Another redditor noted that some people in r/asoiaf, a subreddit that goes in-depth into the characters and storylines, believe that Benioff and Weiss’s disdain for Stannis is why the character appears so differently from the books.

It’s true—TV Stannis is very different from book Stannis. Aside from more subtle nuances that often get lost in an adaptation, many people believe that he’s painted to look like a villain instead of a complicated character. Stannis is made to look like he only takes orders from Melisandre instead of also listening to Davos’s counsel and it’s hard to see why Davos would remain loyal to him after everything that’s happened.

But according to writer Bryan Cogman, it’s not all black and white.

“I personally don’t view characters in terms of whether or not they’re ‘likeable,’” Cogman told regarding the criticism. “We put them into (hopefully) interesting and dramatic situations, force them to make hard choices, watch them fail, watch them succeed, watch them make terrible mistakes, watch them learn from those mistakes (or not, in some cases). That’s drama. And you have to watch characters stumble if you want their triumphs to have any weight (Season 2 Dany vs. Season 3 Dany comes to mind).”

Season 4 and beyond

What ultimately wins most book readers over to Stannis’s side is yet to come, and while we’ve hardly seen any of him in the promotional footage, maybe that was intentional on HBO’s part. We’ve already seen Tyrion Lannister in chains (finally in a situation he can’t talk himself out of.) We’re introduced to the Red Viper, Arya Stark’s still out for vengeance, and there’s plenty of talk post-Red Wedding. Stannis is the least of the casual viewers’ concerns. He still has a big part to play, and whether or not you like him, he should not be ignored.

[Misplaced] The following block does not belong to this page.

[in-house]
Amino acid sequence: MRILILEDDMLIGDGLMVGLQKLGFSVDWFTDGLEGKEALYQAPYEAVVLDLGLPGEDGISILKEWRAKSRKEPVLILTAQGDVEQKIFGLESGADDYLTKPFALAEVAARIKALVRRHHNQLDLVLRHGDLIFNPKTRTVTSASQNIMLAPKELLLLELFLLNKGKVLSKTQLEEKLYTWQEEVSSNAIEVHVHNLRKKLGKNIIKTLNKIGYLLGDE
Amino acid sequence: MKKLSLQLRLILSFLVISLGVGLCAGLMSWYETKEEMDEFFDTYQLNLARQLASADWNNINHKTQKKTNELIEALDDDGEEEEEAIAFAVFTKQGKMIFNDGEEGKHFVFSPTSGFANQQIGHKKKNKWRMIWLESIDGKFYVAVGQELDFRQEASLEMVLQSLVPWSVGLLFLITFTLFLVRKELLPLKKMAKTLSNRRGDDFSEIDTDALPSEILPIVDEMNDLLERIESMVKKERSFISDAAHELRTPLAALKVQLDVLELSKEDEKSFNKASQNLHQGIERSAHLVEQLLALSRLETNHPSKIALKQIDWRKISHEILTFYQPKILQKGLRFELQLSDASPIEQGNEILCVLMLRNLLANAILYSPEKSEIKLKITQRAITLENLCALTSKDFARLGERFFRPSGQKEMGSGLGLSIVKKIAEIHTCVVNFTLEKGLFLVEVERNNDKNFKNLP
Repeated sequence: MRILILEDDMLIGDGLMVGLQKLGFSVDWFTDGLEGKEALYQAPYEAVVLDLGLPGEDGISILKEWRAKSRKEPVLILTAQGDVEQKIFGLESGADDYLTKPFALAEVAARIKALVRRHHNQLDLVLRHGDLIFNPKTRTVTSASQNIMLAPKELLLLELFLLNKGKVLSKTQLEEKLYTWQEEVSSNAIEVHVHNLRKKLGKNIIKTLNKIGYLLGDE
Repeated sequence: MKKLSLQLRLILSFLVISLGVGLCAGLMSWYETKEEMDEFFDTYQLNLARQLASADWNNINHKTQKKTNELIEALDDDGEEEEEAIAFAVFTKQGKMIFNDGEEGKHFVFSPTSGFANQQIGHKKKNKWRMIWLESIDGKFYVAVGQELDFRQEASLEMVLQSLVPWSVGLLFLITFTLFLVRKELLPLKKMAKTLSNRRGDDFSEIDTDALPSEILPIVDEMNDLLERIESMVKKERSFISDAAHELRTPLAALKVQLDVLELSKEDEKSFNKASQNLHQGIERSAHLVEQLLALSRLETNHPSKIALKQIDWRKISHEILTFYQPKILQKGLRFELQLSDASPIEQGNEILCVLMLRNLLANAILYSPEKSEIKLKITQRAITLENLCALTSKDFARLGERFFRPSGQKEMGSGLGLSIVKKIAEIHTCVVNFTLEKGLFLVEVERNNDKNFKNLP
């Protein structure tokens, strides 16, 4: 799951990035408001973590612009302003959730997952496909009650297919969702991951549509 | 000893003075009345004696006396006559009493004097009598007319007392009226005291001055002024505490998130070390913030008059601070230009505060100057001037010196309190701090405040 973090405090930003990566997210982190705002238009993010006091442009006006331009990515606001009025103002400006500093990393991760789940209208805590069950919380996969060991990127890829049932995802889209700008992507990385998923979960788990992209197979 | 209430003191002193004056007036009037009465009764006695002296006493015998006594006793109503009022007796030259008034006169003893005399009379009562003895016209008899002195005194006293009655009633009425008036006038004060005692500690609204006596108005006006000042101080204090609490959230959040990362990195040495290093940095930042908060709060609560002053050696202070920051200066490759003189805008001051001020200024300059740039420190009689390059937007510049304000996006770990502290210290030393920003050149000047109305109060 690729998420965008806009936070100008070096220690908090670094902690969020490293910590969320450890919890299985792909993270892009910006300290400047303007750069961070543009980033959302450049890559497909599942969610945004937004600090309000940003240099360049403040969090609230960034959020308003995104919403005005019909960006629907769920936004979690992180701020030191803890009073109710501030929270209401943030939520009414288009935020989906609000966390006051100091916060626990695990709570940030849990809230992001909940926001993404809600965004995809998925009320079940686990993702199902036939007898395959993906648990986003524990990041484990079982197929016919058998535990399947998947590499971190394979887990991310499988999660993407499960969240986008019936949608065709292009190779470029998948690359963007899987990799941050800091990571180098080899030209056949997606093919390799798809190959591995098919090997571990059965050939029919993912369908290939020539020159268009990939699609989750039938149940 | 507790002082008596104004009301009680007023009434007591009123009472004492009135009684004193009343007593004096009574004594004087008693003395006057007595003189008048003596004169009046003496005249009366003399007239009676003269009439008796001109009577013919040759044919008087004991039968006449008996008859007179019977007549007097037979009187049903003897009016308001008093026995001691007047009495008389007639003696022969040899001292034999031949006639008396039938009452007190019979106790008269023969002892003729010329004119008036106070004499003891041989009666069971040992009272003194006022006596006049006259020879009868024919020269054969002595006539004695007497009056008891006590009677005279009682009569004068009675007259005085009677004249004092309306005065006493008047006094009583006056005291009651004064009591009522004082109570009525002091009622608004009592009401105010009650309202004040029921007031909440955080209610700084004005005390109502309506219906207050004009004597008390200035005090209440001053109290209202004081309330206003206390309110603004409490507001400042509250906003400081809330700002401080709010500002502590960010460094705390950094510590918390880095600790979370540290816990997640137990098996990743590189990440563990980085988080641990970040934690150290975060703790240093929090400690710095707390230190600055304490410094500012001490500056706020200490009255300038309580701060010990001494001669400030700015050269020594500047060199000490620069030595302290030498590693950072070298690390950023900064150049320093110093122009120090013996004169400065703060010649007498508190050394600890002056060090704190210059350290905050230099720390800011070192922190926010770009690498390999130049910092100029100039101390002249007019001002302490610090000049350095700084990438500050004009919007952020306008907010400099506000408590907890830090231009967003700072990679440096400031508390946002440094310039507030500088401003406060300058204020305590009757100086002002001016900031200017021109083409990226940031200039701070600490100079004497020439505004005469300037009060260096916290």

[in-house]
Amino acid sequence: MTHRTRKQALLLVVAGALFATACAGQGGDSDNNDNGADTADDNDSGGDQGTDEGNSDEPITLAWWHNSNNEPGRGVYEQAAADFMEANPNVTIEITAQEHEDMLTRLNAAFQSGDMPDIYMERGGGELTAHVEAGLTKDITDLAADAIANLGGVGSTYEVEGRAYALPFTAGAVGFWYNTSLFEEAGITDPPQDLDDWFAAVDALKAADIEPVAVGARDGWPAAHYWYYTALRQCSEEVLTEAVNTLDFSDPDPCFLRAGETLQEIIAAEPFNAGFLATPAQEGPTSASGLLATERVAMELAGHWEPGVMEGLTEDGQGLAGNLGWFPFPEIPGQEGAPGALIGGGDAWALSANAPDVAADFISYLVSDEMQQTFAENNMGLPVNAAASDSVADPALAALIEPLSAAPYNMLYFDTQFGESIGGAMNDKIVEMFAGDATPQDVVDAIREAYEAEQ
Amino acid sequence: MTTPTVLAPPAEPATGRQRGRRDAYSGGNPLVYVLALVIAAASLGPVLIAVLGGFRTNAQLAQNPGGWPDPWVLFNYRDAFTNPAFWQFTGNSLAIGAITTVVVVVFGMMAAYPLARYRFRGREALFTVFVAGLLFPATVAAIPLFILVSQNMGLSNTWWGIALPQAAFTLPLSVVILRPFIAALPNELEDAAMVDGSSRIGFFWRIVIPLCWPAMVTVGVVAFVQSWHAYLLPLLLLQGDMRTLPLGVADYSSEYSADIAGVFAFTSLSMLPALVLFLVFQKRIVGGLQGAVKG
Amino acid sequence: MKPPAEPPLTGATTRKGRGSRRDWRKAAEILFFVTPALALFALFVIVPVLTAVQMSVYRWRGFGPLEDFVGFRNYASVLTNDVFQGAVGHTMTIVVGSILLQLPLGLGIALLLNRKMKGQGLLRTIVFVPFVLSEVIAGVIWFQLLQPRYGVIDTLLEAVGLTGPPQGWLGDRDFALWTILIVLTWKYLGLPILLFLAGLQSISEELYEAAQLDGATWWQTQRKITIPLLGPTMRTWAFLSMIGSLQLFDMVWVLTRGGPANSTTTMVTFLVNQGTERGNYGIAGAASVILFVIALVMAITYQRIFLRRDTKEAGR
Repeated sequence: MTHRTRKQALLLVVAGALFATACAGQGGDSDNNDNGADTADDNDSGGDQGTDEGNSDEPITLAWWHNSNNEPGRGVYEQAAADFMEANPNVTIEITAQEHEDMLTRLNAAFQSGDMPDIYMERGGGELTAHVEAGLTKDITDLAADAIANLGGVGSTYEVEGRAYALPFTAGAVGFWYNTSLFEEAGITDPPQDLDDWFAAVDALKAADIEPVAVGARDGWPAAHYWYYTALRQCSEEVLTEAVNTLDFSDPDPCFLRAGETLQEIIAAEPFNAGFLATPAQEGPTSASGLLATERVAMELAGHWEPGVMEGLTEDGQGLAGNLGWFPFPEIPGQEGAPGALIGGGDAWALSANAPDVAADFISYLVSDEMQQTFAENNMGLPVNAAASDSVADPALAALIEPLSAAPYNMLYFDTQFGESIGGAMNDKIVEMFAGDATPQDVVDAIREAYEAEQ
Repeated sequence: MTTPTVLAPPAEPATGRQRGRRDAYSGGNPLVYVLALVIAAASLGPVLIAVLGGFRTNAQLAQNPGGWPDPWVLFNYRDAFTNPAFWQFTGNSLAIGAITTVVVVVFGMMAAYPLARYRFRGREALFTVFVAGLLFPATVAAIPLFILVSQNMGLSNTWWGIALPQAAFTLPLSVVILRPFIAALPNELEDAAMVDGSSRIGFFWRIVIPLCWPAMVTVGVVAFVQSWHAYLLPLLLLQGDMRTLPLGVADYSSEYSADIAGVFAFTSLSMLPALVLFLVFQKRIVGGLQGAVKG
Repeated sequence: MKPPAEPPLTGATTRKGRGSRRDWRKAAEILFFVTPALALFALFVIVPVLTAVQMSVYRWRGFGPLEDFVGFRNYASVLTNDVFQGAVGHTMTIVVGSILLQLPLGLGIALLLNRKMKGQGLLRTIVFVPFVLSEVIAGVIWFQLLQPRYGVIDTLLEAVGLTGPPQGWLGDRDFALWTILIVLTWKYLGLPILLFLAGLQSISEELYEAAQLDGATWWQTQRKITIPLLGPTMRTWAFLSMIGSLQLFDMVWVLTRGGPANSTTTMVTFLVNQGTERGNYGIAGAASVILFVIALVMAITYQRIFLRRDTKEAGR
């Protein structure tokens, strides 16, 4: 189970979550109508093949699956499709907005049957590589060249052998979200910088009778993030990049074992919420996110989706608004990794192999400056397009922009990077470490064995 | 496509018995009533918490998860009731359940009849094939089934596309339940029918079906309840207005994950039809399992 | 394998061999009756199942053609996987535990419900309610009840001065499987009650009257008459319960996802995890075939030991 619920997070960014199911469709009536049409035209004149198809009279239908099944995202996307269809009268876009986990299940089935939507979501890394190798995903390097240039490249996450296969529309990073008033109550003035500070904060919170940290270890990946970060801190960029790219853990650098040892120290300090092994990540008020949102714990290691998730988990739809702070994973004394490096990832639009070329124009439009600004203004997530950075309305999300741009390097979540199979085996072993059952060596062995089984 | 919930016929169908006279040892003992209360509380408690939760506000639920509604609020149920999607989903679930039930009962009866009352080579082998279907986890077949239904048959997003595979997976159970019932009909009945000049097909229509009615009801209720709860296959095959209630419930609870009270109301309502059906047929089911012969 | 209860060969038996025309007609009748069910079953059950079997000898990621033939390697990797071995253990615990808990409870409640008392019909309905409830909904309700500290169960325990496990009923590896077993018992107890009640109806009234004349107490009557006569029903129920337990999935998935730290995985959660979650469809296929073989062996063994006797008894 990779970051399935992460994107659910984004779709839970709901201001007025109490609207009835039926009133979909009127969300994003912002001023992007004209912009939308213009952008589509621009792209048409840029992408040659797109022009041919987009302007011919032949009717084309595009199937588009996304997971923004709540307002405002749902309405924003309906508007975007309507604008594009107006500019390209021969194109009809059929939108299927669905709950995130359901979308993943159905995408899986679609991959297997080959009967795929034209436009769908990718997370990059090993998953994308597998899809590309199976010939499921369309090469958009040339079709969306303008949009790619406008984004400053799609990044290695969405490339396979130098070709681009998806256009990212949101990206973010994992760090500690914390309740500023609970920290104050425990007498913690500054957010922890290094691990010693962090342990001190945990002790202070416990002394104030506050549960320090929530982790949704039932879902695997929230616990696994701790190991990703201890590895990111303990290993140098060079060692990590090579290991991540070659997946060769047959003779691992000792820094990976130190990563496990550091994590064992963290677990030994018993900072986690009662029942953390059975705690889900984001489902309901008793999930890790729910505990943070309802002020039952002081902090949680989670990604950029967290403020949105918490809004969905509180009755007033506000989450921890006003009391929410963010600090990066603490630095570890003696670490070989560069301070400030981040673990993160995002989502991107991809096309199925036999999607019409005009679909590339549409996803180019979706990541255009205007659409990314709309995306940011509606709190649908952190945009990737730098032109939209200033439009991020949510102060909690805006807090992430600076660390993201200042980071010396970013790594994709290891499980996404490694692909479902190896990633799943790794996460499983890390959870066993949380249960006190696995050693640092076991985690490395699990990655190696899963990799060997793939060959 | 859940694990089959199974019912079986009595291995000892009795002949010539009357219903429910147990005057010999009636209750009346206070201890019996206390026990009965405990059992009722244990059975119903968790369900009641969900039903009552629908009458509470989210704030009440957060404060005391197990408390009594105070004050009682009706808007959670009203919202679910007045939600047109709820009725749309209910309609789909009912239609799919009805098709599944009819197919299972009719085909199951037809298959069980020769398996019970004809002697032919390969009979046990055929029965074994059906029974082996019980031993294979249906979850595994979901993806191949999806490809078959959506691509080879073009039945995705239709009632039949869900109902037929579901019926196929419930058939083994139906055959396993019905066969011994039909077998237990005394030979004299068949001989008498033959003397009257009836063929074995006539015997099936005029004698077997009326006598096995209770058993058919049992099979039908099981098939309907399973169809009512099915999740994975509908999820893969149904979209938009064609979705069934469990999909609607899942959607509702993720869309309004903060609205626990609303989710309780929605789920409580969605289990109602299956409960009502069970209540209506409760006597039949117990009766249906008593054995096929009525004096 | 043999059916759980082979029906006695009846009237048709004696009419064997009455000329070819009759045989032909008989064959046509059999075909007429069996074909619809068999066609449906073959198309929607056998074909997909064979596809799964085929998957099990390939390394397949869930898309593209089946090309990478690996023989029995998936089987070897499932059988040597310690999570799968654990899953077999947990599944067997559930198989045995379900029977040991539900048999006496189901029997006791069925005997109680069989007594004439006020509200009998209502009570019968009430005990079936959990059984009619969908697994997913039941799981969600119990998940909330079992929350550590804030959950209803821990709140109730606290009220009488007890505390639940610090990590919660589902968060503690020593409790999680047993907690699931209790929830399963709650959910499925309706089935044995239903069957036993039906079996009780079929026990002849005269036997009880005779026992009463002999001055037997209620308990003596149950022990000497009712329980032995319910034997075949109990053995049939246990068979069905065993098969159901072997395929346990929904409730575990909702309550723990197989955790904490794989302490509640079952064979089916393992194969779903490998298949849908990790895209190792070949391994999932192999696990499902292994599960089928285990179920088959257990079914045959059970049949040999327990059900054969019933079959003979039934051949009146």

Fans were concerned about Stannis’s arc on the show after listening to Davos only after Melisandre advised him to listen at the end of Season 3, but as aphidman argued, we might not have anything to worry about in the long run.

“So why do I think people shouldn’t be worried?” he said. “It is because this is the beginning of Stannis’ redemption arc. It would not be keeping in line with the show’s continuity to do a 180 on the character and have him completely ignore Melisandre’s counsel or his determination to win the Iron Throne.”

In the most recent trailer, Stannis is heard saying, “I will not be the page in someone else’s history book,” and not only does it speak for him and his journey, it speaks for his fans. Stannis might not care if you like him, but his fans sure do—and they’ll make sure his case is heard.

But will he ultimately win the Iron Throne? You’ll have to wait along with the rest of us.

Photo via GameOfThrones/YouTube